A visionary in the truest sense, he modernised Udaipur’s infrastructure, administration and education in his short life, and received the ‘Grand Commander of the Star of India’ honour from Queen Victoria in 1881. After his demise, his successor Maharana Fateh Singh completed the current modest structure. Monsoon Palace could not get to track the monsoon clouds, but it sure offers the finest aerial views of Udaipur and its lakes.

Travel tip: Shared jeeps leave from the gate of Sajjangarh Wildlife Sanctuary taking visitors up the monstrous path to the palace and back.

9. Saheliyon Ki Bari, a garden made specially for 48 young women attendants

It is not often that a king decides to have a garden especially made for his queen’s attendants. And when he does, in keeping with Rajput traditions, it is bound to be grand. Saheliyon Ki Bari, literally meaning Garden of the Maidens, is laid out on the banks of Lake Fateh Sagar, one of Udaipur’s seven man-made lakes. Fountains, lotus pools, pavilions, marble elephants, and small garden enclosures are neatly laid out in the grounds. It was Maharana Sangram Singh’s personal gift, one he designed himself, for the 48 young women attendants who accompanied his queen as part of her dowry in the early-18th Century.

10. Bagore Ki Haveli, a museum of Rajasthan’s tangible and intangible heritage

On the banks of Lake Pichola, by Gangaur Ghat, is Bagore Ki Haveli, Udaipur’s grandest haveli. Entered by a seemingly nondescript entrance in a quiet lane, it has 138 rooms, balconies, courtyards, terraces, and countless corridors. The haveli was built by the Prime Minister of Mewar [1751 – 78] as his home. Today, it is a museum of Rajasthan’s cultural heritage, set in the midst of carefully conserved rooms reflecting Udaipur’s past royal life. In the evenings, one of the courtyards transforms into the venue of Rajasthan’s finest cultural program showcasing a rich variety of folk dances and puppet shows. Oh, and the views from the rooftop are the cherry on the cake.

11. Ambrai Ghat, front seat views of Udaipur’s picturesque best

Did I mention the front seat views are also for free? Ok, almost. There is a Rs. 10 entry charge. While many high-end restaurants lining Lake Pichola do a great spiel on the views they offer of the lake and palaces, Ambrai Ghat allows you to enjoy Udaipur’s picturesque best to the fullest without emptying your wallet. Surrounded by the lake on three sides, timing is all important here though. Don’t expect much if you visit it in broad daylight. For those priceless bucket-list moments, make sure you reach just before sunset, find yourself a quiet spot, and thereafter gaze into the lake as dusk falls, the palace lights are turned on and the lake turns into a riot of light against the dark night.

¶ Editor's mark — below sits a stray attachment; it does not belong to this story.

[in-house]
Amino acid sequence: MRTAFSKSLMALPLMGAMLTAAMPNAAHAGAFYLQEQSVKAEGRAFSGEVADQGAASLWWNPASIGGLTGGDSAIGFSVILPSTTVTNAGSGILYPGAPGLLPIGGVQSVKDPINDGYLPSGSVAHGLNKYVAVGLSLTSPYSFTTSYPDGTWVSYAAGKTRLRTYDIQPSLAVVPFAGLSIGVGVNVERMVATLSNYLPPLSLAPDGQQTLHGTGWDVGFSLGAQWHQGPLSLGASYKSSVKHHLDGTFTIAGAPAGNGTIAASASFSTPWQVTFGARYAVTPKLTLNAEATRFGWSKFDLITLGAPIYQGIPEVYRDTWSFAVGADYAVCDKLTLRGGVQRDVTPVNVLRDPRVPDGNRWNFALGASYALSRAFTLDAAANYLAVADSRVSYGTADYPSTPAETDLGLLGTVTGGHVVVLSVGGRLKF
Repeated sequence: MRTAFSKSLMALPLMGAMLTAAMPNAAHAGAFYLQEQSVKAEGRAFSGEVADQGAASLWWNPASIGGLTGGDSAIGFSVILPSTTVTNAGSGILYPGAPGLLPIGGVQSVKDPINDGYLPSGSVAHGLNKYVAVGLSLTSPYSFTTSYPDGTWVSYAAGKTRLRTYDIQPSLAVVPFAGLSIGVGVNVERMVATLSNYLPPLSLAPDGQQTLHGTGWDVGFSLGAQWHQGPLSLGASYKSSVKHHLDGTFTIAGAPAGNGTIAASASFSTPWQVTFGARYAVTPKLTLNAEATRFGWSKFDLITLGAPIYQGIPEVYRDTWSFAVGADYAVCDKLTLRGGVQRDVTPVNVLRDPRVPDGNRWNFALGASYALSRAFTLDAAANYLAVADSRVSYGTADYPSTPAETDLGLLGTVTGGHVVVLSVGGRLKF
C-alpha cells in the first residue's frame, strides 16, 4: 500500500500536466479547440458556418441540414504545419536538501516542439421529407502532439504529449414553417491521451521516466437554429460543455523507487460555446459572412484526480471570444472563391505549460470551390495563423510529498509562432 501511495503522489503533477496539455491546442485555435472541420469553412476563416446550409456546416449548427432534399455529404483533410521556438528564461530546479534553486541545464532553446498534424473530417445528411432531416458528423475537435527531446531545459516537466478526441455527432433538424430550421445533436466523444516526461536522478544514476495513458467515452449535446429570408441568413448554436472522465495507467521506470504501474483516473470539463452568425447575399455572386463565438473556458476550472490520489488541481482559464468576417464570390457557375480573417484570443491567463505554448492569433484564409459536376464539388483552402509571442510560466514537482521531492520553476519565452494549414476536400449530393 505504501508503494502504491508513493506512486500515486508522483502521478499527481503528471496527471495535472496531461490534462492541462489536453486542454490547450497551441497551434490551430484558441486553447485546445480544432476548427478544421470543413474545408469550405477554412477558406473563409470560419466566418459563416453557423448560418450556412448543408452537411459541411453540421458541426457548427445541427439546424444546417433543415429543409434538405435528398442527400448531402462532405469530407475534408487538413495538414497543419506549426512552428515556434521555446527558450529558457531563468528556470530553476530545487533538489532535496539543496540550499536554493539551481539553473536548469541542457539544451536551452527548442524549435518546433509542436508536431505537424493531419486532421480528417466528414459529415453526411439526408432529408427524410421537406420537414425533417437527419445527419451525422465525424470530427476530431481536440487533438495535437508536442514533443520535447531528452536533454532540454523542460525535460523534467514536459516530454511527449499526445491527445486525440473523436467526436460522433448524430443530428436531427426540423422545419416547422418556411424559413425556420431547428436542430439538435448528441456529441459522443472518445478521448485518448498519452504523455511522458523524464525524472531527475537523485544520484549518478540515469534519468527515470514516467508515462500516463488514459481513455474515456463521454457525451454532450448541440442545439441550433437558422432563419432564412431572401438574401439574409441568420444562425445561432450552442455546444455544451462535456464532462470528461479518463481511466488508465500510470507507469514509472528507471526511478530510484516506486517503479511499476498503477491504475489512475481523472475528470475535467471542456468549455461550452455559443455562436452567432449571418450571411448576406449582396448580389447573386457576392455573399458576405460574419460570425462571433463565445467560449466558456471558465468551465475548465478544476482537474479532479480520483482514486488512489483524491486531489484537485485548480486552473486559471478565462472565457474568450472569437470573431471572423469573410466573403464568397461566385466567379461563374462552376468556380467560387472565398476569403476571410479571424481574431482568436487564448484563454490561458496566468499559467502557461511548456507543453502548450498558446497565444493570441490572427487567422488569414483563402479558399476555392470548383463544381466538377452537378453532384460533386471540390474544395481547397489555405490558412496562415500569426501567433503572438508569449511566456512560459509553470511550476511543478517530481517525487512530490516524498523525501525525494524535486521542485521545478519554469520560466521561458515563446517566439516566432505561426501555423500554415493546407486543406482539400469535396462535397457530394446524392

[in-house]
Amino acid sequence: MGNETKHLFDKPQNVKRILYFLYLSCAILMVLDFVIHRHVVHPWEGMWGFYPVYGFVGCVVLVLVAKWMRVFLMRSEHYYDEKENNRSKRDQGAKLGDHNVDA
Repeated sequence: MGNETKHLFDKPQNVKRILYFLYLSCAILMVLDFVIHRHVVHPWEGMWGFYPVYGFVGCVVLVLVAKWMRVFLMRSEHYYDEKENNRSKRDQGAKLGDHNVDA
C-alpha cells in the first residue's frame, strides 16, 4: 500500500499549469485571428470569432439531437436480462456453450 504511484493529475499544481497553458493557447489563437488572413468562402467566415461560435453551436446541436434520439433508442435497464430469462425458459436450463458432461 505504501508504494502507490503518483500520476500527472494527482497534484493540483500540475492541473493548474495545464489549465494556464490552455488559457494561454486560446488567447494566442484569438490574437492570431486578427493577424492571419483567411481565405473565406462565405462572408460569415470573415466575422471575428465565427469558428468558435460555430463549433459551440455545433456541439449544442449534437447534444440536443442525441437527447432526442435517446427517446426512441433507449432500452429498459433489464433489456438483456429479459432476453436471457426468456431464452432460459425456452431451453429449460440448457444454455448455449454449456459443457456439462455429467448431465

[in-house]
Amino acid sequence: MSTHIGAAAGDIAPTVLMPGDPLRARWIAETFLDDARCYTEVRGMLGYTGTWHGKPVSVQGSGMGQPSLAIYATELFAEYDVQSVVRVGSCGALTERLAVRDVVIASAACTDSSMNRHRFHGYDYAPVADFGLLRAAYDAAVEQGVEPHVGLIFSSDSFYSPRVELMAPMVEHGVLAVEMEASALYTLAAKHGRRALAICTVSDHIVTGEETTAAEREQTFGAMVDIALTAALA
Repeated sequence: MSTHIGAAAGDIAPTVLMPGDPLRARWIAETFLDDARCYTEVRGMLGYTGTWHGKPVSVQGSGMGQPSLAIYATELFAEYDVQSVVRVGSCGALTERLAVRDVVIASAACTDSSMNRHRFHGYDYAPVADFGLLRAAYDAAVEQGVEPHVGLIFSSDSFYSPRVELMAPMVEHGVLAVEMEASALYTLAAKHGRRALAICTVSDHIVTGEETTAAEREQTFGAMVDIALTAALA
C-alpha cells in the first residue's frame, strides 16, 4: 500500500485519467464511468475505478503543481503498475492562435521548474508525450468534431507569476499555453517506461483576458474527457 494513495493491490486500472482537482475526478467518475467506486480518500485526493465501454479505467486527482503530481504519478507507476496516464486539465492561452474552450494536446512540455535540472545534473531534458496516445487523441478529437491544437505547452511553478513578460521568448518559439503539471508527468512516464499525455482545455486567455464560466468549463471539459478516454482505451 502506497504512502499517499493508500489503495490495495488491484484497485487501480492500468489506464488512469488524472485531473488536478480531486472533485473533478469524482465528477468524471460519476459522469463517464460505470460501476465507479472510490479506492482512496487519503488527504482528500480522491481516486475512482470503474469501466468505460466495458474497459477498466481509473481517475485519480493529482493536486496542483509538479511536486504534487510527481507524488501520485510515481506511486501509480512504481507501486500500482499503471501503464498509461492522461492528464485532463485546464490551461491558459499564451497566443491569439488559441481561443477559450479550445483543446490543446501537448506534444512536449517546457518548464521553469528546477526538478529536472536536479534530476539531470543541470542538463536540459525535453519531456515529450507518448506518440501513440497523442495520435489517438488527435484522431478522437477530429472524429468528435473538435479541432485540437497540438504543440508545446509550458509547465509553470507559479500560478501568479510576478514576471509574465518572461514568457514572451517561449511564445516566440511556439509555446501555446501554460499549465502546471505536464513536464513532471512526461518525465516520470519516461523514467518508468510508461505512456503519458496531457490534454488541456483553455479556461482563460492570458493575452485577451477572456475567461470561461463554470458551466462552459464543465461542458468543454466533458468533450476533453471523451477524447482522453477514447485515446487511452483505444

– – –

Convinced of Udaipur’s charms? There is a reason why it is listed high on bucket lists of travellers and tourists alike. 🙂

Travel tips:

  • Staying there: I stayed at the lovely Madri Haveli in the heart of the Old City through Booking.com.
  • Getting to Udaipur: I used Rajputana Cabs for an intercity drop from Jodhpur.
  • Getting around in Udaipur: I walked or took a tuk-tuk.
  • How many days?: I stayed for 5 days.

[Note: This blog post is part of a series from my 35-day solo and independent road trip through Rajasthan from 17 October to 20 November, 2021. To read more posts in my Rajasthan series, click here.]

7 thoughts on “11 reasons udaipur needs to be on every travel bucket list

  1. Great pictures of a lovely town. Udaipur was our first stop in Rajastan and ended up being our favourite. The only place we didn6like was Monsoo Palace as it was very expensive for foreigners especially for what it offered. Maggie

    Liked by 1 person

    • The steep difference between the entry fees for Indians and foreigners has been something I have never understood. I feel it goes against the very idea of promoting tourism. I agree that at the exorbitant fee charged to foreigners, the Monsoon Palace could be a bit of a damper. Am happy you liked Udaipur as a whole and it was your favourite stop. It’s got a lovely laid back vibe and it’s prettiness is very much in its favour. 🙂